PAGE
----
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Fo Sizzle

8 Jun 2010, 19:56 UTC
Fo Sizzle
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A beautiful photo by Alan Friedman showing a solar prominence twisting high – as in, tens of thousands of miles high – above the surface of the Sun. This image was taken on June 2, 2010 through Friedman’s hydrogen alpha telescope. This allows us to see the complex texture of the Sun’s surface, called the [...]

A prominence rises and twists above the Sun's limb. © Alan Friedman.
A beautiful photo by Alan Friedman showing a solar prominence twisting high – as in, tens of thousands of miles high – above the surface of the Sun. This image was taken on June 2, 2010 through Friedman’s hydrogen alpha telescope. This allows us to see the complex texture of the Sun’s surface, called the photosphere, as well as the relatively thinner – and much hotter – glowing layer just above called the chromosphere. Flame-like structures called spicules form a constantly moving and jagged boundary to the chromosphere when seen along the Sun’s limb, as in the photo above.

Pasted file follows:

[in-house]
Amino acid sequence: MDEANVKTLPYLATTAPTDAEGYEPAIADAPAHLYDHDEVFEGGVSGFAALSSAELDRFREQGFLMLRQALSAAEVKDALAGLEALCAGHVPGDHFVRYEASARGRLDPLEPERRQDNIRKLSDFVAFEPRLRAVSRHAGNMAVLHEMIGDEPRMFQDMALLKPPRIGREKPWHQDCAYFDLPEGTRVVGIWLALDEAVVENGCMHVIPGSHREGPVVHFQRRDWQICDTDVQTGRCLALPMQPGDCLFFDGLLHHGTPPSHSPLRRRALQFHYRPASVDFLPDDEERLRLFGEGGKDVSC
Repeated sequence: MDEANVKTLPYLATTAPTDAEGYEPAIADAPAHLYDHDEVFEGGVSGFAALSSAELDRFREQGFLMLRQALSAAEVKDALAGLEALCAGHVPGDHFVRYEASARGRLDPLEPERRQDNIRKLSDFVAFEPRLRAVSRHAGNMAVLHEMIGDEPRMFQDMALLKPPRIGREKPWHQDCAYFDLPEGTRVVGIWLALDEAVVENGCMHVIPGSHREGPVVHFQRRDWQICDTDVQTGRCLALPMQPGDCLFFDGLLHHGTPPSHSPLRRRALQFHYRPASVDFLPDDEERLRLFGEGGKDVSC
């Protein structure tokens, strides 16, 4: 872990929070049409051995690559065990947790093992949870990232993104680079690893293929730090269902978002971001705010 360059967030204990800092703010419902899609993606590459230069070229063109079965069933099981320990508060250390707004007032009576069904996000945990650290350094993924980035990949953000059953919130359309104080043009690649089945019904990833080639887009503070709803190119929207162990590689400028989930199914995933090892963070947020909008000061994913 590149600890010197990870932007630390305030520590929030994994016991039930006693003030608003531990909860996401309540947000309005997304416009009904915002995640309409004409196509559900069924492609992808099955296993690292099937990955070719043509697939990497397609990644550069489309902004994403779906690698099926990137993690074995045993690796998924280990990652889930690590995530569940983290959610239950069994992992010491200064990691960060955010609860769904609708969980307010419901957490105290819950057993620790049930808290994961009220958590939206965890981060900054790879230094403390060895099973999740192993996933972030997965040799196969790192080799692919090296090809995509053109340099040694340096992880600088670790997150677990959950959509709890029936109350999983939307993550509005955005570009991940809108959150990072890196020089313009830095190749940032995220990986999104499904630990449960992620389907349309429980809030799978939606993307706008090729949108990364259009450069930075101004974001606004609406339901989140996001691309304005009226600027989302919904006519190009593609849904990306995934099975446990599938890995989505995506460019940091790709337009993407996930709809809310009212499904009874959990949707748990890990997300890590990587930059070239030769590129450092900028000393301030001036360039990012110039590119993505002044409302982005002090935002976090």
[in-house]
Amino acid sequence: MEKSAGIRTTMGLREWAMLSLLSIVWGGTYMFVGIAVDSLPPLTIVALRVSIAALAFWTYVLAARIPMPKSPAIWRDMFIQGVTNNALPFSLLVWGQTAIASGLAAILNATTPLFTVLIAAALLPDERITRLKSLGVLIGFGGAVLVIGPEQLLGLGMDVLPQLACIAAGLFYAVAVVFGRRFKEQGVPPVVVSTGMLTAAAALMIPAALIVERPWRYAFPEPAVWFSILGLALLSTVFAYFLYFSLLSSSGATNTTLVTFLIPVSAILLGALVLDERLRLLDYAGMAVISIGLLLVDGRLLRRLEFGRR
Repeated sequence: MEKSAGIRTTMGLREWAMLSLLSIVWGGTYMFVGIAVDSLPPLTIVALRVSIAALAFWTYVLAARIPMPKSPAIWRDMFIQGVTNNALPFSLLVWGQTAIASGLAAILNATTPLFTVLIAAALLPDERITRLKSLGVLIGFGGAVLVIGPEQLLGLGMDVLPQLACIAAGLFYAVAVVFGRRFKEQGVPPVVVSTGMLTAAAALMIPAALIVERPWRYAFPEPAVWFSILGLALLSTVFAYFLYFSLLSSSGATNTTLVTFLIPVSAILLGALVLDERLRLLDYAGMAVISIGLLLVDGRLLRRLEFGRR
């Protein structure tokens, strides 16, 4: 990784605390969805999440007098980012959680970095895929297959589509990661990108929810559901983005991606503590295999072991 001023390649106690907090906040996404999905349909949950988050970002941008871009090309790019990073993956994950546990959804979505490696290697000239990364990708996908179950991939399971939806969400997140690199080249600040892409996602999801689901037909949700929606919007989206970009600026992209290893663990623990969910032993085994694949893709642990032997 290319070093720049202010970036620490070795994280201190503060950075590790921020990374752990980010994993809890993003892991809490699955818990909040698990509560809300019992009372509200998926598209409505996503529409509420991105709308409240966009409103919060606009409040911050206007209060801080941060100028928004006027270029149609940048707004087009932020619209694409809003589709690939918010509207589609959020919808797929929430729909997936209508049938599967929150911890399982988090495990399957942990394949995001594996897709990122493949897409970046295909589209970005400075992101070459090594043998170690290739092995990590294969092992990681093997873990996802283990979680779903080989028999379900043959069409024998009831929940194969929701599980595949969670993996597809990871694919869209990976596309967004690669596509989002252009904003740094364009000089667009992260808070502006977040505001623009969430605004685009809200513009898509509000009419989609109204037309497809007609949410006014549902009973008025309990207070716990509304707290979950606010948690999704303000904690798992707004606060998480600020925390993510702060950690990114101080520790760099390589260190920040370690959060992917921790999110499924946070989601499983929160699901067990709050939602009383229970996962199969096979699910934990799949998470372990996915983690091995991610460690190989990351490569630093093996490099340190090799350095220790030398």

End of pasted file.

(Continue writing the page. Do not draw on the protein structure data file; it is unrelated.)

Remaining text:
Here’s another fantastic image of the entire Sun posted by Alan a few days earlier. Very cool!
Image ©Alan Friedman. All rights reserved.
Tagged: Alan Friedman, astronomy, chromosphere, photosphere, prominence, science, spicules, ...

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